While waiting in line for a Q&A last night I had the extreme misfortune of standing next to a stranger who wanted to talk to me.
I’m not anti-people, I’m just anti-somepeople. It’s not a big deal, you just don’t know which is which until you’re already person deep into the interaction. One of the (numerous) frustrating things about overpopulation is the fact that The Law of Large Numbers suggests that there are likely MILLIONS of people that you would dislike simply upon meeting them.
The Law of Large Numbers (TLoLN) is one of about fifteen things I remember from middle school, and as far as complexity of ideas it’s probably right that it’s something they teach to 12 year olds. The idea is puberty-simple: “If you do something enough times, even the unlikely outcomes will happen eventually.”
[Note: This means, statistically speaking, there’s someone out there that has ONLY met people s/he doesn’t like. At least one person has never LIKED another person, and through no fault of their own. Despite its deceptively jovial middle, TLoLN can be nightmarish.]
[Flip side: There’s a person out there that has ONLY ever had positive interactions with other people. Which situation makes you angrier?]
Anyway, TLoLN is my go-to law for advice giving.
Auditions? “Just do a bunch of them, one will work out.”
Apartment hunting? “Just commit to looking at 100 of them, you’ll like one.”
A friend of mine was lamenting his dating situation — I told him “Just go hit on four thousand hot women. It’s statistically unlikely that they’ll all reject you.”
This was a crap thing to say because:
a. I made that number REALLY high. 4,000?!|
b. I’m giving him the same dating advice that I would give, if I were twelve.
c. I softened my answer by saying -stastitically unlikely-. I left myself an out just in case all 4,000 did reject him.*
(*He’ll be fine after a few. Probably.)
Anyway. The Q&A.
This guy in line started talking to me. I don’t remember the exact phrase, but somehow his conversation starter went something like:
“Man, homeless people in L.A. what a pain!”
He then started, earnestly, bitching about the homeless, in all of the ways that really terrible people bitch about the homeless.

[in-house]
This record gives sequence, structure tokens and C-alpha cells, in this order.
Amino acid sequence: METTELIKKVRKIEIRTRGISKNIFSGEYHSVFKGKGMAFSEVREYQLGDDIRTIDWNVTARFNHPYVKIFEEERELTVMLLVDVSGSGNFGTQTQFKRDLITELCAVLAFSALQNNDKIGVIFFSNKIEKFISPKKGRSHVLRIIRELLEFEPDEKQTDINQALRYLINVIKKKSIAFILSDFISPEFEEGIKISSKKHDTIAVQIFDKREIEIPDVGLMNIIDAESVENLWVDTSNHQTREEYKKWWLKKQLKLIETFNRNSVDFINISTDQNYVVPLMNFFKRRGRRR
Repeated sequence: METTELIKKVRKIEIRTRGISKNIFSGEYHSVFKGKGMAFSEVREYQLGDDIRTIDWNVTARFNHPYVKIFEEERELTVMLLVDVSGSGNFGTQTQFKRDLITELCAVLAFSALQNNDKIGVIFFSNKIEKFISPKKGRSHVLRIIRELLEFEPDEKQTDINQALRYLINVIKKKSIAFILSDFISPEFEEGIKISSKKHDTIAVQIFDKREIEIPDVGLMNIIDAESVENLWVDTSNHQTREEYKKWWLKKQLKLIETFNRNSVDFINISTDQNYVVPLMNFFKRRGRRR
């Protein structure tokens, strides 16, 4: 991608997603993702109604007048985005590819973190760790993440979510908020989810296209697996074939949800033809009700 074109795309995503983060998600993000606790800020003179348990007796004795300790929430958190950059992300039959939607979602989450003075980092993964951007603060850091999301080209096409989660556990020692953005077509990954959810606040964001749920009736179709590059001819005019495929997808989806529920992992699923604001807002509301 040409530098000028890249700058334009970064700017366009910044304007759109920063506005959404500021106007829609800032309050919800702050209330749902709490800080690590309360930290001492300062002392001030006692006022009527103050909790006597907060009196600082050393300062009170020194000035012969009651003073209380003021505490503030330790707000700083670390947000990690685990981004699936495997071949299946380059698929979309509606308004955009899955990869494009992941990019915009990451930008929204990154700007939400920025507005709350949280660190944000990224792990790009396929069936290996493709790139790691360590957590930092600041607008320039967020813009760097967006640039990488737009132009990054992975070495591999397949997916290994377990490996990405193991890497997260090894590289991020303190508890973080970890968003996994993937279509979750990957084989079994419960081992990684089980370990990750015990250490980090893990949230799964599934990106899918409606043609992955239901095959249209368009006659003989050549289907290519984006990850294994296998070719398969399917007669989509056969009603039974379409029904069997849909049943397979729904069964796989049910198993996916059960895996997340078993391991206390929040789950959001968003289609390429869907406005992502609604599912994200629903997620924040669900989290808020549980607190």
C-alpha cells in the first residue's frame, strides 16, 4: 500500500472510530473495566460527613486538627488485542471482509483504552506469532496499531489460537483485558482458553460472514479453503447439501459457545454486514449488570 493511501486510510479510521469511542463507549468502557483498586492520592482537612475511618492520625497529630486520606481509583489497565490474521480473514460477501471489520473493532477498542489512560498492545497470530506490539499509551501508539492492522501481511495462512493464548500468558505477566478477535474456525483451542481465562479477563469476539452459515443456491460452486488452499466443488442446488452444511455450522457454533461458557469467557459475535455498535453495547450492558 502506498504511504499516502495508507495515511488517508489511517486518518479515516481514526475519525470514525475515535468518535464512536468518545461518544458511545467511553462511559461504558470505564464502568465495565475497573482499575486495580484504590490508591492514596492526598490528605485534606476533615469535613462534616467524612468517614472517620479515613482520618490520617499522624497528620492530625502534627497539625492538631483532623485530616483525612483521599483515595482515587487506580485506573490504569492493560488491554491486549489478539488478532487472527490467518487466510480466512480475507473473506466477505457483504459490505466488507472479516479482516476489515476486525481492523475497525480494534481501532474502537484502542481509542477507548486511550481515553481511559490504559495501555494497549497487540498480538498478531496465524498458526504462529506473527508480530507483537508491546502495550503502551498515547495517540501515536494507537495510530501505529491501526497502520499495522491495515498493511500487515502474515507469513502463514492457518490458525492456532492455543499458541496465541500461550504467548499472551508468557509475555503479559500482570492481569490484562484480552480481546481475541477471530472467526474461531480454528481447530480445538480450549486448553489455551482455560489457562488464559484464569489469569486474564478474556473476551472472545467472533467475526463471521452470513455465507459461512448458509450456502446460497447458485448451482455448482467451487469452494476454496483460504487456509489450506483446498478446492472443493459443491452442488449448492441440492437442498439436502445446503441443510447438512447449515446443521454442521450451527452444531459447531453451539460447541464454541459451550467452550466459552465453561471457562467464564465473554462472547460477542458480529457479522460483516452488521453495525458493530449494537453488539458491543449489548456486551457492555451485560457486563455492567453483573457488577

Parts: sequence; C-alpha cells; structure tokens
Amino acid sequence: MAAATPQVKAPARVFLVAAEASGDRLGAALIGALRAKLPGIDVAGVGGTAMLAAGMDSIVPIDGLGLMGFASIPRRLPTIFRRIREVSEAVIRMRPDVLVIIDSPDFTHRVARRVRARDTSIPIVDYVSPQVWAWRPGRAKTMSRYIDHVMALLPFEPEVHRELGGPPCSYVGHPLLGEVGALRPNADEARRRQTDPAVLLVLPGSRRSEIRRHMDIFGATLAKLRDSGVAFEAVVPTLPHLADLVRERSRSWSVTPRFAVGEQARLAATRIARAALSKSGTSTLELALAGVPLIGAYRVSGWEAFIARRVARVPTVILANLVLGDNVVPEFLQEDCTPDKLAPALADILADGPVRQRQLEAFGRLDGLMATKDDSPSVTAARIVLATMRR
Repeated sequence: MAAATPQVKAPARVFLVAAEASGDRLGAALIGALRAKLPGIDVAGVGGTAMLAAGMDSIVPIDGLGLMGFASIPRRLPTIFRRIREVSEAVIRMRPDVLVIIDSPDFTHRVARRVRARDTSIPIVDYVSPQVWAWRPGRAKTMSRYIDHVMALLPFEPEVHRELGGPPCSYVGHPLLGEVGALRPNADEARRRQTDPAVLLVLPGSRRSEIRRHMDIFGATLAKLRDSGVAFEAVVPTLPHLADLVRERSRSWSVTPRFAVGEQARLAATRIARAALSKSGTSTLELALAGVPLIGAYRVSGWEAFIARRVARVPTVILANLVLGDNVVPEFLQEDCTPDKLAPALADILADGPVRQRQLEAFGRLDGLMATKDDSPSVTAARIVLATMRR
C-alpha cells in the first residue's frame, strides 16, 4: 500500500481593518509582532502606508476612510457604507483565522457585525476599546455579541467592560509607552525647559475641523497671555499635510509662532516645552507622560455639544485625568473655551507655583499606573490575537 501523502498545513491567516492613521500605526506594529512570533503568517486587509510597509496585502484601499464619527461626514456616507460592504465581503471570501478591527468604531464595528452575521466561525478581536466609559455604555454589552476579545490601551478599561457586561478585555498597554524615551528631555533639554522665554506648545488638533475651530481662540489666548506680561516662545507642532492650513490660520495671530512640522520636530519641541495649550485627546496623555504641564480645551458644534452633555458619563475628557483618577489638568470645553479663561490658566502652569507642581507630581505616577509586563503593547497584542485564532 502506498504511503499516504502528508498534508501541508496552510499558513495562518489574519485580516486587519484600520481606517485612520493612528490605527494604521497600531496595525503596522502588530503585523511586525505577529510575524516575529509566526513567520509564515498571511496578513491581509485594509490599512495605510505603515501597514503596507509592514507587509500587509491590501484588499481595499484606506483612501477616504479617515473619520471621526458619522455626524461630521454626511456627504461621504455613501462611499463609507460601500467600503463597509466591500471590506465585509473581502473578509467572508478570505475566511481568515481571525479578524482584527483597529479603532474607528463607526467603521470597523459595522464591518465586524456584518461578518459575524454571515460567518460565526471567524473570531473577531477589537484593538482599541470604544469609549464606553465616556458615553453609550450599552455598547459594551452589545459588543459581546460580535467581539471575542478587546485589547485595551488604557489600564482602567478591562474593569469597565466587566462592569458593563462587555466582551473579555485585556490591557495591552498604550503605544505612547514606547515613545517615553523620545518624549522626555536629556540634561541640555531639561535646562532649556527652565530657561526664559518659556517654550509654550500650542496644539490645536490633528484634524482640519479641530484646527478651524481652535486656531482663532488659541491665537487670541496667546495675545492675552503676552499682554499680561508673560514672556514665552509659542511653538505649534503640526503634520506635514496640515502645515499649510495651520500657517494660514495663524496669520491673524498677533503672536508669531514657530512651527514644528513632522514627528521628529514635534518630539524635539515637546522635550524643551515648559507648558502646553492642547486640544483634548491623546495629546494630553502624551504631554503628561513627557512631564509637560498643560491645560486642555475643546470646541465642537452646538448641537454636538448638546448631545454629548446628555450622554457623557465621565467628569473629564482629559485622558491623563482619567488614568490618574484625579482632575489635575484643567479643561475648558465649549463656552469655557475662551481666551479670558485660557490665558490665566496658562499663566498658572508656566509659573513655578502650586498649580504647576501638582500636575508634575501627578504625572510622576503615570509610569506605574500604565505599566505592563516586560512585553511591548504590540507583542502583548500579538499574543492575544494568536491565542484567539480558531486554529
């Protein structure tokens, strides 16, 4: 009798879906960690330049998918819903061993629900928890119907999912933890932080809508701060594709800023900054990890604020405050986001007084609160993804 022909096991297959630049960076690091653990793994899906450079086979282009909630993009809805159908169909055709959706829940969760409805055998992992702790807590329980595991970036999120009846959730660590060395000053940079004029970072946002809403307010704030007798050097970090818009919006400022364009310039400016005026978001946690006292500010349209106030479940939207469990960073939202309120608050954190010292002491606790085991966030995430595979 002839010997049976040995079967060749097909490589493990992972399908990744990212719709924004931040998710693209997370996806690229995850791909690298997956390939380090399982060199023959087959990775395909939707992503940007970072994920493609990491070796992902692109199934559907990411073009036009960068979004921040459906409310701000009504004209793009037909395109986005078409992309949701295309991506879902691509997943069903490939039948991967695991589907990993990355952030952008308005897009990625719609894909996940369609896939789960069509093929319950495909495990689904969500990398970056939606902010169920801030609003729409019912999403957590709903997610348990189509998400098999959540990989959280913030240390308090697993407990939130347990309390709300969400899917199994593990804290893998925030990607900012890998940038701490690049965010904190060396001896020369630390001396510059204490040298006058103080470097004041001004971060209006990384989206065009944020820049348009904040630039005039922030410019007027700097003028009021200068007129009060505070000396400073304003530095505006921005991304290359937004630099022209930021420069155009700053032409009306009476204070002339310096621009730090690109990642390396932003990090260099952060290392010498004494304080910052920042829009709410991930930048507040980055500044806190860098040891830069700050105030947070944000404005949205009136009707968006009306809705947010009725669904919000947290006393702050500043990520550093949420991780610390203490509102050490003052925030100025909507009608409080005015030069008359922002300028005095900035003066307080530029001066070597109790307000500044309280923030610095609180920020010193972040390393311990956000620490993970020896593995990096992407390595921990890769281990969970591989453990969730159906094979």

“They don’t REALLY want food.”
“Oh you know they just want to spend it on alcohol.”
“Oh my god you know they make a LOT of money doing that.”
What I should’ve said was “Being homeless probably isn’t awesome, so who cares what their agenda is?” Instead I tried to soften it with my latest homeless story. In another world I would transition to a homeless story here.
He then asked what I was doing in Hollywood. Tricked once, I thought this was genuine interest. And it was… he was genuinely interested in showing me a magic trick where he took a perfect douchebag and [shazam] replaced him with a perfectly self-involved douchebag. It was houdini fast AND puberty simple.
HIM: Oh you’re a screenwriter what are you working on?
ME: Well my writing partner and I are just gett —
ME: — done with our ..oh.
ME: So… I …what are you working on?
Unfazed he put away his phone and launched right into his description of his project.
Turns out, he’d just “starred” in a “film” where he was the “lead actor” and he “played” a “superhero.” I don’t know if quotation marks can be used to convey hate but I’m trying my “hardest.”
The movie involved fights between superheroes. I asked what his character’s superpower was, and he said: “it wasn’t specified.”
I’m not an expert on these things but… it seemed like…maybe…they should’ve specified. It could possibly have been a little helpful in those fight scenes. Being in a state of evolution I did NOT laugh at him and say that sounds like a terrible creative
decision oversight. I just nodded and said “Hmm” and that was the end of our line-friendship.
I’m tiptoeing into being completely honest in interpersonal interactions, it’s not as easy as it might look.
A few weeks ago I posted a snarky comment on a social media site. The basic gist was I thought it was funny (in an Alanis Morisette sort of way) that Anne Hathaway was getting famous-er and rich-er singing a song about Not Having Your Dreams Come True, when all of her dreams have come true like whoa, and never moreso than when she’s singing that song.
A friend of mine chimed in and called me out on being kind of wrong in my critique of that, if it were sincere. He was right to do so. Another friend of mine chimed in and said something along the line of HEY MAN IF YOU DONT LIKE IT ITS A FREE COUNTRY YOU DON’T HAVE TO WATCH THE MOVIE.
(This is a paraphrase.)
My knee-jerk reaction was to say “Oh man there must be some kind of miscommunication, I know what you mean and yes, artists don’t have to blah blah blah.” You know, paragraph after paragraph of apologies and understanding and re-establishing rapport and — being that guy gets to be exhausting. So I deleted it and started over.
I started with a link to the trailer for TipToes, the movie where Gary Oldman plays a midget.
I ended with this:
“Play nice. Alternately, exercise your right as a free person and read someone else’s facebook page, there are like a billion of them. Some of them have pictures of food and dogs.”
It was an ending in every sense of the word because he defriended me. This was December 25th.
I was hoping for a “HELL YEAH THIS IS WHAT IT FEELS LIKE TO ESTABLISH BOUNDARIES!” feeling in my soul, because establishing boundaries is something I never ever do but am learning to.
To be perfectly honest, I didn’t feel triumphant. I felt bad. Like I’d done a bad thing, and made a mistake.
Then some time passed. Now I don’t feel anything about it, one way or the other.